19th July 2021
If you’re looking for reasons to think we’ve fallen over the cliff, you don’t need to look very hard. It’s on our television screens, all over social media, it’s in the queues now for petrol, and the jittery sense that prevails in retail outlets even far from areas of unrest and looting. It’s the dull sounds that puncture the day: faraway explosions of just daily activity?
The opinion pages of this newspaper in recent days, seeking to capture the lawlessness and criminality that have taken hold and the resulting national mood, have been replete with metaphors of mazes and dark woods. It would be naive indeed to pretend that what we’re confronting isn’t deeply sinister and of the shadows.
Still, the danger of unmitigated darkness is that it may leave us blind to how near to the clearing we may actually be. Take the national vaccination programme. No one can pretend that it was planned for and rolled out with the requisite government efficiency, and without endless agitation and interventions by parties outside the state, but it is now properly underway. Many of our senior citizens and the most vulnerable are fully vaccinated. Registration of those aged 35 – 49, a hefty swathe of the country’s most economically active, begins at midnight tonight with actual administration of the vaccines to begin not long afterwards.
In 6-8 weeks, as spring takes hold, we can begin to imagine living our lives in a way quite different from that we have experienced for a year and a half. And whatever the agonisingly slow start, the mistakes and the failures committed along the way, once fully rolled out the vaccine programme will represent a signal national accomplishment – the execution of an unprecedented operation to secure and protect the nation’s health.
There’s something similar to be said of our country’s constitutional order. Right now, a former president is serving a sentence of imprisonment for the contempt he showed the country’s highest court. Writing of these events in the Financial Times this week, Gideon Rachman wrote: “If a ruler can eliminate the independence of the courts, the door is open to the destruction of democracy, untrammelled corruption and the suppression of freedom of speech.”
Zuma’s imprisonment is, he says, “a tribute to the robustness of the country’s legal system.”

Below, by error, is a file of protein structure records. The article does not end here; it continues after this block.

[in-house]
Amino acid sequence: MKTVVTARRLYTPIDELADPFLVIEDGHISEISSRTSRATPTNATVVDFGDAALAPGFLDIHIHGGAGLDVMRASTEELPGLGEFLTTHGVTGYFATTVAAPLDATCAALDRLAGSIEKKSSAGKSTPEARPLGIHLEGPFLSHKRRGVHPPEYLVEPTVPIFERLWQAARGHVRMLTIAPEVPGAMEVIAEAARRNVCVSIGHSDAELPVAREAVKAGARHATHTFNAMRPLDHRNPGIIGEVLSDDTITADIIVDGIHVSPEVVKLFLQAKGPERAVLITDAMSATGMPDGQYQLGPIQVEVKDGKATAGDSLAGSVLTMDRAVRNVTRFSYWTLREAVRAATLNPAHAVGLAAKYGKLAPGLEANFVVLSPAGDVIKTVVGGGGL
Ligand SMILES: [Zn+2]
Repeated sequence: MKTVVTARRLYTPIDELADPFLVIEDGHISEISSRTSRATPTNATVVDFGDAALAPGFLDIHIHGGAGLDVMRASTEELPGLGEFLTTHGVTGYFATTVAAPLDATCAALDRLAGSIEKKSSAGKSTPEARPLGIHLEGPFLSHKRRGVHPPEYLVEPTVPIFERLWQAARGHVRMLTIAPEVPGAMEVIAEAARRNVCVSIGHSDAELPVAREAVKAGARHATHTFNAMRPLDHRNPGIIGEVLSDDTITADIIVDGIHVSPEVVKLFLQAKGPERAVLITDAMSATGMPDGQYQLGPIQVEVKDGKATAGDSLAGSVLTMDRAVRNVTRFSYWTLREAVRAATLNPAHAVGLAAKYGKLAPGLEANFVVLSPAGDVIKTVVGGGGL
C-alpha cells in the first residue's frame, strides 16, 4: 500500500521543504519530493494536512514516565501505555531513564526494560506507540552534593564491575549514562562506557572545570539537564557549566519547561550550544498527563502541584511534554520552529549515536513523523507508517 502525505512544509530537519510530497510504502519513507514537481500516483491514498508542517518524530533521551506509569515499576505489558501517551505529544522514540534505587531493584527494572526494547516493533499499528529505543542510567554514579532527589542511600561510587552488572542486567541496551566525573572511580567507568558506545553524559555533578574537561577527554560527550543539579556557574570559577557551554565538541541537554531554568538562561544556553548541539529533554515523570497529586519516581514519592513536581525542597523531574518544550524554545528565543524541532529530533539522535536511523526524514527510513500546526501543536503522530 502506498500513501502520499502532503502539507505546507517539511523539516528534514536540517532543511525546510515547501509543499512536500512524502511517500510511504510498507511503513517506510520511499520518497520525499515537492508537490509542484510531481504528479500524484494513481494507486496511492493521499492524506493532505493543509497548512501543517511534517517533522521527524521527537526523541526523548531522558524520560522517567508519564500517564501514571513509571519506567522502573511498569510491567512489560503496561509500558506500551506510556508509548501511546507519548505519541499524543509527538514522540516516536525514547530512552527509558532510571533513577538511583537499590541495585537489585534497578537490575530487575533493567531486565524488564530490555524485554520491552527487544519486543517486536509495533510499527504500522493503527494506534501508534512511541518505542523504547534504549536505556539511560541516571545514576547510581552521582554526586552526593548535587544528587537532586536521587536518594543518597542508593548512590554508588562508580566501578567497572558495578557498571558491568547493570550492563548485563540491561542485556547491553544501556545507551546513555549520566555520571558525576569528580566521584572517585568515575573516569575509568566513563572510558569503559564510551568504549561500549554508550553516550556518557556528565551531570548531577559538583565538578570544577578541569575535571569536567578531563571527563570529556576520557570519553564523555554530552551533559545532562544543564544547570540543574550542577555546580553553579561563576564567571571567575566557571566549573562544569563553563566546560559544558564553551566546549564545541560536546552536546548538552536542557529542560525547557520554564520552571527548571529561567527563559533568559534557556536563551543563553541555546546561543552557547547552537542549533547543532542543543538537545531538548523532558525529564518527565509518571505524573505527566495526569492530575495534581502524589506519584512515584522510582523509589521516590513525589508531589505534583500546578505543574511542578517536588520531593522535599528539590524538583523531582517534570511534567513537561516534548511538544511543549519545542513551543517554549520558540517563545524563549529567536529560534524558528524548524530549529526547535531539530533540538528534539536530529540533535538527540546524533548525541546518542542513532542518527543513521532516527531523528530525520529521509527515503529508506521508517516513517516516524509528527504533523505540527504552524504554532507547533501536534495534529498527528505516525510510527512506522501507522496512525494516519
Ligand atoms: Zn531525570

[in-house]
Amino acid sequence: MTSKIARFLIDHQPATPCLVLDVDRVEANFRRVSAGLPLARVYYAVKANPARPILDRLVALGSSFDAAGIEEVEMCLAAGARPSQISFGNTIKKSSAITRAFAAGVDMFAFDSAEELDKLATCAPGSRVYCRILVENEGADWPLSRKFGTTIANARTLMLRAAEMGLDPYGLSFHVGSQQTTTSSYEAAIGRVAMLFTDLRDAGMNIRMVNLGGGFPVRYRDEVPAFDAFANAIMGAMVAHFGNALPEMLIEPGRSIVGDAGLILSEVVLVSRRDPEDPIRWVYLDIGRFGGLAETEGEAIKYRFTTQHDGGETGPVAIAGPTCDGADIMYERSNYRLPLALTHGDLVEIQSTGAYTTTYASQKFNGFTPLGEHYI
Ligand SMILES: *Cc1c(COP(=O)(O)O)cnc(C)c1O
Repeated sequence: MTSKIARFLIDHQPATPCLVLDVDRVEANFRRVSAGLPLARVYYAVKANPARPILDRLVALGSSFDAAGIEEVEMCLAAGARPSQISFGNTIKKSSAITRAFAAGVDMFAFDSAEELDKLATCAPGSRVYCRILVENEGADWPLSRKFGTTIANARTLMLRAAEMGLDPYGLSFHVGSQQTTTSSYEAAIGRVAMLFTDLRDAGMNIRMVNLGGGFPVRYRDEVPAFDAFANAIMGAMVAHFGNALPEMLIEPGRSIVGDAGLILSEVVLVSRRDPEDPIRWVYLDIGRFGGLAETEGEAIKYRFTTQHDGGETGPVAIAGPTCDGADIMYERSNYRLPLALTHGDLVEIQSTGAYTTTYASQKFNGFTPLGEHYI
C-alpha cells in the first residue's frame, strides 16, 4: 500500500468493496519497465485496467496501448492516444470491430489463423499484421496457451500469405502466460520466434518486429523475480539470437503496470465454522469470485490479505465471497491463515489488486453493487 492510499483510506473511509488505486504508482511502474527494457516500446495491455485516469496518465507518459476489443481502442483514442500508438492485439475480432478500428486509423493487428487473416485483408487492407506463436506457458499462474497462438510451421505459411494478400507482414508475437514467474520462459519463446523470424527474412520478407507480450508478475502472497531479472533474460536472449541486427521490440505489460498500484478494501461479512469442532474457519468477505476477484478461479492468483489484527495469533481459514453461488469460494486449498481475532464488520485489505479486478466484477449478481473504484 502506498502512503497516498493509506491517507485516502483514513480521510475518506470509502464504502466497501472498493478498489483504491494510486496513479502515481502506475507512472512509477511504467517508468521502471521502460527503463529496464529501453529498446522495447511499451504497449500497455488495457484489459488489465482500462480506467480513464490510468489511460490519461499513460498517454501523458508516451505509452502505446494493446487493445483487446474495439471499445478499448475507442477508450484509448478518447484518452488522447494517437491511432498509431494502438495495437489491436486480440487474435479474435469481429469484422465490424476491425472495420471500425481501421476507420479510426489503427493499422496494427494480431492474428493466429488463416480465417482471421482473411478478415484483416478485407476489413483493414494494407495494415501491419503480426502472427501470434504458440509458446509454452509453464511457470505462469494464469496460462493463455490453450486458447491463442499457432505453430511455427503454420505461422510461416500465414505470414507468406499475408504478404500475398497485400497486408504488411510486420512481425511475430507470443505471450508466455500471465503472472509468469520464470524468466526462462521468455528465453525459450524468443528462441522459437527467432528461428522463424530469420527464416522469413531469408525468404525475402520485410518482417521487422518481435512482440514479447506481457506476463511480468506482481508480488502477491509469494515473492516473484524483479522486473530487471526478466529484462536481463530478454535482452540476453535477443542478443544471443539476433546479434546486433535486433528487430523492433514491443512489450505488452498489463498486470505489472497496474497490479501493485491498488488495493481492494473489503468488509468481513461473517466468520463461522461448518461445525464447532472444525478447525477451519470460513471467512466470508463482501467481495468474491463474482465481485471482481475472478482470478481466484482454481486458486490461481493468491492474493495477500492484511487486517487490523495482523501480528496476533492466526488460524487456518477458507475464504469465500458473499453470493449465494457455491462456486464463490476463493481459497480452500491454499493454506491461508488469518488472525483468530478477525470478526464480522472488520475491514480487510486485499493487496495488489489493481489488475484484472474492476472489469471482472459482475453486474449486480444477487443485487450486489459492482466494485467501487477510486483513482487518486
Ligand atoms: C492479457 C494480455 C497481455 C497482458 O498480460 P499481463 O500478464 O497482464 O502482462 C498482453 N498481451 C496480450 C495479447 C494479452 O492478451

Whatever other factors might be fueling the looting and criminality, there can be denying that those who have instigated and incited it have sought to do so as vengeance for the act of imprisonment and as leverage. If they too are brought to book, if there is no capitulation to their most cynical manipulations, our constitutional democracy may be stronger not weaker for this episode.
I write this not naively unconscious of the fact that these two potential successes – in defence of our physical health and our constitutional health – are, at this very moment as imperilled as the warehouses of Umbilo. Vaccine distribution has been disrupted, some vaccination sites closed down, Clicks and Dischem shuttered in KZN.
While law enforcement managed to secure the committal of Zuma, they have been all to often, and at best, nowhere to be seen in the unfolding calamity of the past few days, leaving ordinary South Africans to face escalating lawlessness on their own. Meanwhile, those inciting and instigating the attacks do so seemingly undisturbed on social media and over the airwaves.
But to recognise how near we come and what we stand to lose is also to recognise what we must fight for and not to be undone by hopelessness.
We need to make our voices count in the ways that we can and look to extend solidarity to those who have been made most vulnerable by these attacks.
So take heart South Africa and hold fast. If we can just get to that clearing … there will be no end to the work we still have to do but we will have passed the longest night.
Nicole Fritz is CEO of Freedom Under Law
This piece was first published in Business Day.